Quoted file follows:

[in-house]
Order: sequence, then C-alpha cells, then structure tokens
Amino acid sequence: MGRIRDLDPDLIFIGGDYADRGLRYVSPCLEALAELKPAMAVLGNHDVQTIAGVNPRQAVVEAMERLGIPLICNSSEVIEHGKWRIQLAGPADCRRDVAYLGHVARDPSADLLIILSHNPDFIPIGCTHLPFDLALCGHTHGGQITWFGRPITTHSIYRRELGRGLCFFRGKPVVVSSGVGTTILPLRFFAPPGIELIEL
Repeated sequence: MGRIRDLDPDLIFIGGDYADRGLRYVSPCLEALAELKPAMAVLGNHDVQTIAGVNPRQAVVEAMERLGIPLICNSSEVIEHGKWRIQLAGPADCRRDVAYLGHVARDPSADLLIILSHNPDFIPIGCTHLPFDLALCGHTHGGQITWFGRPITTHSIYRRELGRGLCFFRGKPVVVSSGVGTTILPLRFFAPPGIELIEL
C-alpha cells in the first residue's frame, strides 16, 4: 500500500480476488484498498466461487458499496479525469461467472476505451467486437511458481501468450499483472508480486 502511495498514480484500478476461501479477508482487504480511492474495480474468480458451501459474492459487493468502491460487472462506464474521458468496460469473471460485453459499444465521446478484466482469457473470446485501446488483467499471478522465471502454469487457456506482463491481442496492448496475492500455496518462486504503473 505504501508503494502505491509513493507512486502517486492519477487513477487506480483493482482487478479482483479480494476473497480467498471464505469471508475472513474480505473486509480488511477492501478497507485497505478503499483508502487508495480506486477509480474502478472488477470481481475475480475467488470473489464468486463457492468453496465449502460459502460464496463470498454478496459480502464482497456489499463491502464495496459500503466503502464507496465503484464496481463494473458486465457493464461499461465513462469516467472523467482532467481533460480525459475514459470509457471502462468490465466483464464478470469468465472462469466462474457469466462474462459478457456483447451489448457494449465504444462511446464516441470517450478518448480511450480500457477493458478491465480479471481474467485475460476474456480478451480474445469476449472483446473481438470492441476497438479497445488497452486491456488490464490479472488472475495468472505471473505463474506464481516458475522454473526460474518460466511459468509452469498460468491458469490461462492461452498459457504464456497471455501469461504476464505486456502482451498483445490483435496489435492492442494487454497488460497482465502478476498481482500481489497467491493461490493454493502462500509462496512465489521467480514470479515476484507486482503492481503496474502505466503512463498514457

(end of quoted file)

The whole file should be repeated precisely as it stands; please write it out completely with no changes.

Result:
[in-house]
Order: sequence, then C-alpha cells, then structure tokens
Amino acid sequence: MGRIRDLDPDLIFIGGDYADRGLRYVSPCLEALAELKPAMAVLGNHDVQTIAGVNPRQAVVEAMERLGIPLICNSSEVIEHGKWRIQLAGPADCRRDVAYLGHVARDPSADLLIILSHNPDFIPIGCTHLPFDLALCGHTHGGQITWFGRPITTHSIYRRELGRGLCFFRGKPVVVSSGVGTTILPLRFFAPPGIELIEL
Repeated sequence: MGRIRDLDPDLIFIGGDYADRGLRYVSPCLEALAELKPAMAVLGNHDVQTIAGVNPRQAVVEAMERLGIPLICNSSEVIEHGKWRIQLAGPADCRRDVAYLGHVARDPSADLLIILSHNPDFIPIGCTHLPFDLALCGHTHGGQITWFGRPITTHSIYRRELGRGLCFFRGKPVVVSSGVGTTILPLRFFAPPGIELIEL
C-alpha cells in the first residue's frame, strides 16, 4: 500500500480476488484498498466461487458499496479525469461467472476505451467486437511458481501468450499483472508480486 502511495498514480484500478476461501479477508482487504480511492474495480474468480458451501459474492459487493468502491460487472462506464474521458468496460469473471460485453459499444465521446478484466482469457473470446485501446488483467499471478522465471502454469487457456506482463491481442496492448496475492500455496518462486504503473 505504501508503494502505491509513493507512486502517486492519477487513477487506480483493482482487478479482483479480494476473497480467498471464505469471508475472513474480505473486509480488511477492501478497507485497505478503499483508502487508495480506486477509480474502478472488477470481481475475480475467488470473489464468486463457492468453496465449502460459502460464496463470498454478496459480502464482497456489499463491502464495496459500503466503502464507496465503484464496481463494473458486465457493464461499461465513462469516467472523467482532467481533460480525459475514459470509457471502462468490465466483464464478470469468465472462469466462474457469466462474462459478457456483447451489448457494449465504444462511446464516441470517450478518448480511450480500457477493458478491465480479471481474467485475460476474456480478451480474445469476449472483446473481438470492441476497438479497445488497452486491456488490464490479472488472475495468472505471473505463474506464481516458475522454473526460474518460466511459468509452469498460468491458469490461462492461452498459457504464456497471455501469461504476464505486456502482451498483445490483435496489435492492442494487454497488460497482465502478476498481482500481489497467491493461490493454493502462500509462496512465489521467480514470479515476484507486482503492481503496474502505466503512463498514457